St. Vincent de Paul Parish in Richboro, where Archbishop Charles Chaput celebrated the parish’s 50th anniversary Mass on April 22, received its name in an interesting fashion, according to long-standing lore.
When the matter of a new parish in Richboro in rapidly growing Central Bucks County was under discussion by the Archdiocesan Consultors a half-century ago, one of the committee members suggested that given the name of the community, the parish should be named for a patron saint of the poor.
Cardinal John Krol thought it was a great idea and the new parish was placed under the patronage of St. Vincent de Paul, the saint of charitable societies and works. As a parish it has worked really hard ever since to live up to the ideals of its patron.
When it was established in 1968 St. Vincent had 450 families, with 197 of them coming from Our Lady of Good Counsel in Southampton and the balance from St. Cyril of Jerusalem in Jamison and St. Bede in Holland, both of which were only three years old themselves.
Over its 50 years St. Vincent has had only two pastors: Father William McBride, who led the parish for the first quarter-century and now Father Joseph McLaughlin, who is approaching his 25th year as pastor.
Under his administration a smaller daily chapel has been added to the campus. It is dedicated to St. Louise de Marillac, who was the co-founder of the Daughters of Charity along with St. Vincent de Paul.
After steady growth for most of its history, for the past five years or so it has been fairly stable with nearly 2,000 families, Father McLaughlin estimates.
Edie Krieg is one of the few remaining founding parishioners at St. Vincent. She and her late husband were previously members of Our Lady of Good Counsel and she well remembers the early Masses at Churchville Elementary School until the church was ready for occupancy in 1970. Because the parish never had a school of its own the children attended neighboring parish schools or the Council Rock School District.
“We always had an excellent CCD program, and many organizations were started in the early years,” Krieg said. “In the beginning there was much that had to be done. It has been a good parish, no question. I can’t say enough nice things about it.”
While Father McBride deserves much credit for establishing the parish and steering it through its opening decades, Father McLaughlin is most responsible for the emphasis on outreach programs that exist today, Krieg believes.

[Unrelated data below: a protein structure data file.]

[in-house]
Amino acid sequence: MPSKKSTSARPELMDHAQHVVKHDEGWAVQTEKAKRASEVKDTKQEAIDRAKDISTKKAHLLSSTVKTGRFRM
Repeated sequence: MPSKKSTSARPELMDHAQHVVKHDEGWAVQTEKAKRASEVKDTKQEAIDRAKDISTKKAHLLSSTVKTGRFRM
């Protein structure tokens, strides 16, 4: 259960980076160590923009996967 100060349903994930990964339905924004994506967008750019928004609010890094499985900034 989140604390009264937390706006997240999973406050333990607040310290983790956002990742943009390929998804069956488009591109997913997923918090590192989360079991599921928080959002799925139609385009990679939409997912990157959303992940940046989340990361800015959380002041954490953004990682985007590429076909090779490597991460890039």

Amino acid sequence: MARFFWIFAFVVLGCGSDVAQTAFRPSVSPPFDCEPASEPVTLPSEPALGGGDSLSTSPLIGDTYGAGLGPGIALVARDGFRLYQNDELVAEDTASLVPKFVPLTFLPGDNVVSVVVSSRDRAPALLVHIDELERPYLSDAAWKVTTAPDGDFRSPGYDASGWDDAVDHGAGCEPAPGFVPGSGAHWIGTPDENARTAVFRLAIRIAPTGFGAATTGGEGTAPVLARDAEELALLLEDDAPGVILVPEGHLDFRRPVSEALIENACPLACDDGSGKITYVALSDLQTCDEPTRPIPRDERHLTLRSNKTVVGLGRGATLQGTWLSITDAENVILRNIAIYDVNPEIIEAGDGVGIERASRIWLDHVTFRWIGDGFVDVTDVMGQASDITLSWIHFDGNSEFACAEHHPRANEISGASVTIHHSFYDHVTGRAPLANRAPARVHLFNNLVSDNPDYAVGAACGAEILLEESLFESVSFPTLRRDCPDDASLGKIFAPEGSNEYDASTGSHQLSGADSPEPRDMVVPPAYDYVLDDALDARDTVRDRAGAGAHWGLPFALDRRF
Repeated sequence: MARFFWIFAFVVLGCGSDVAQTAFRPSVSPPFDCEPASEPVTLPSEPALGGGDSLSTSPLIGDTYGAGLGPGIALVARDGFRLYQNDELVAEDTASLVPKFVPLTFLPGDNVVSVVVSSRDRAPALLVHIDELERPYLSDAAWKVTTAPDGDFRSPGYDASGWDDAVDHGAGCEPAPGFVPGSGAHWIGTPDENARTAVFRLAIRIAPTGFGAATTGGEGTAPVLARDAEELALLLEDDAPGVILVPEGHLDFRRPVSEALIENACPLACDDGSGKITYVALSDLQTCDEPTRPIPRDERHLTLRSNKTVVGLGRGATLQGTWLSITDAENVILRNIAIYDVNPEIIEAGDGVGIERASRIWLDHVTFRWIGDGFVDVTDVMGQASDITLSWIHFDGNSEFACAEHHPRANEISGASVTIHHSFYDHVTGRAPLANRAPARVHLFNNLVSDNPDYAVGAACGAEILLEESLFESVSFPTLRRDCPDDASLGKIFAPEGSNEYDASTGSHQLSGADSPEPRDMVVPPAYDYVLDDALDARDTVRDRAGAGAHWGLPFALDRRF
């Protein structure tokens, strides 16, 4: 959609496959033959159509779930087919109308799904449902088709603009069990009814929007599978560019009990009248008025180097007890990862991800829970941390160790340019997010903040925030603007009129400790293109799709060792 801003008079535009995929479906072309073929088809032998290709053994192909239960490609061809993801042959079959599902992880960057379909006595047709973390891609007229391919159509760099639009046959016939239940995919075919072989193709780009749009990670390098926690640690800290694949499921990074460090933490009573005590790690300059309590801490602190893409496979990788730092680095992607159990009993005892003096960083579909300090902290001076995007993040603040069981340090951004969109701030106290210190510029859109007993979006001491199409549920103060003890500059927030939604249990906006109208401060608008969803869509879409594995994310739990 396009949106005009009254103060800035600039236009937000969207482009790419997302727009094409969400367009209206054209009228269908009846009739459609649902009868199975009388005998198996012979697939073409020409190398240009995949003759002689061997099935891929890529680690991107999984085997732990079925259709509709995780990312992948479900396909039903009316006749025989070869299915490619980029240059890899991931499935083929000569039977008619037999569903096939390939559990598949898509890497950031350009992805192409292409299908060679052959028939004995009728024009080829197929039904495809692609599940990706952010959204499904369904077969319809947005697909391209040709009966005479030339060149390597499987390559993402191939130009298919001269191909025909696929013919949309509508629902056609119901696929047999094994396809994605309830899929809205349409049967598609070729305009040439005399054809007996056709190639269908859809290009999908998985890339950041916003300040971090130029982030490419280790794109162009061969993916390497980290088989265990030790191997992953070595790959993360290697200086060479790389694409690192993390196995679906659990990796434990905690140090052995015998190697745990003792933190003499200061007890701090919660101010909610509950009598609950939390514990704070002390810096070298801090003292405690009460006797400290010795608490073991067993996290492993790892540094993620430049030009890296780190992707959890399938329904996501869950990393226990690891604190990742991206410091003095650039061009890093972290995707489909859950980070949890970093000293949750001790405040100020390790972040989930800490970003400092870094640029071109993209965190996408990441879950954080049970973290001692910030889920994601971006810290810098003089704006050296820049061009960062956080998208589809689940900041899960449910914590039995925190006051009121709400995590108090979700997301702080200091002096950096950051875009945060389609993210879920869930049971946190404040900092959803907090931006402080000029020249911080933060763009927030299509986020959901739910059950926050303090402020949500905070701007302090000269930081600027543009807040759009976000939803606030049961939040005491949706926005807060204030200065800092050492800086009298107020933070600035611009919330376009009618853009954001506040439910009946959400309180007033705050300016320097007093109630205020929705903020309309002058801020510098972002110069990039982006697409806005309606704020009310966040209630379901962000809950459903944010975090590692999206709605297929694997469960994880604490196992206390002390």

As Father McLaughlin explains it, “It’s our sense of embracing our patron, St. Vincent de Paul. We have visitors come for missionary appeals and we network with several of them. When we get an appeals letter, we explain it to our people; we try to get them to be part of the Universal Church.”
For example one priest, Father Joseph Serugo, has been visiting from Uganda since 1998. Through the contact with St. Vincent’s, assistance has been given to his parish, St. Charles Lwanga Parish, and St. John Paul High School has been built near Kampala through a spun-off nonprofit organization independent of the parish, “Building a Bridge to Uganda.”
“It has been ranked 48th or 49th among 2,000 high schools in the country,” Father McLaughlin said.
Other notable outreach programs have been to Tezpur, India, but not all have been to foreign countries. St. Vincent in Richboro also partners with St. Vincent in Germantown, one of the poorest sections of Philadelphia.
“We try to make a difference, although we can’t throw money at everything,” Father McLaughlin said.
Not all outreach at St. Vincent’s is beyond its parochial borders. There are ample examples of outreach and fellowship within the parish that represent the universality of the church itself.
Nowhere is this clearer than the annual ethic dinner (this year on May 6, which features an alphabet of cuisines — American, French, Croatian, German, Greek, Hungarian, Igbo, Indian, Irish, Italian, Japanese, Peruvian, Philippine, Polish, Spanish and Vietnamese.
Norma Yabut, one of the dinner organizers, is herself a Filipina. She is also a parish ambassador with Catholic Relief Services, and proceeds from the dinner this year will benefit the CRS Helping Hands program.
“St. Vincent de Paul is truly a welcoming parish,” she said. “It is all about what Jesus said about discipleship. We accept everyone who comes to our door and give whatever we can. Father McLaughlin is the reason the parish is so very much alive and generous.”
The universality of St. Vincent de Paul Parish was also exemplified at the anniversary Mass. Joining Archbishop Chaput and area clergy was another concelebrant, Bishop Gabriel Kumordji of Keta-Akatsi, Ghana. That is the home diocese of Father Linus Nangwele, who is the parochial vicar at St. Vincent. Music was supplemented by a Ghanaian choir.
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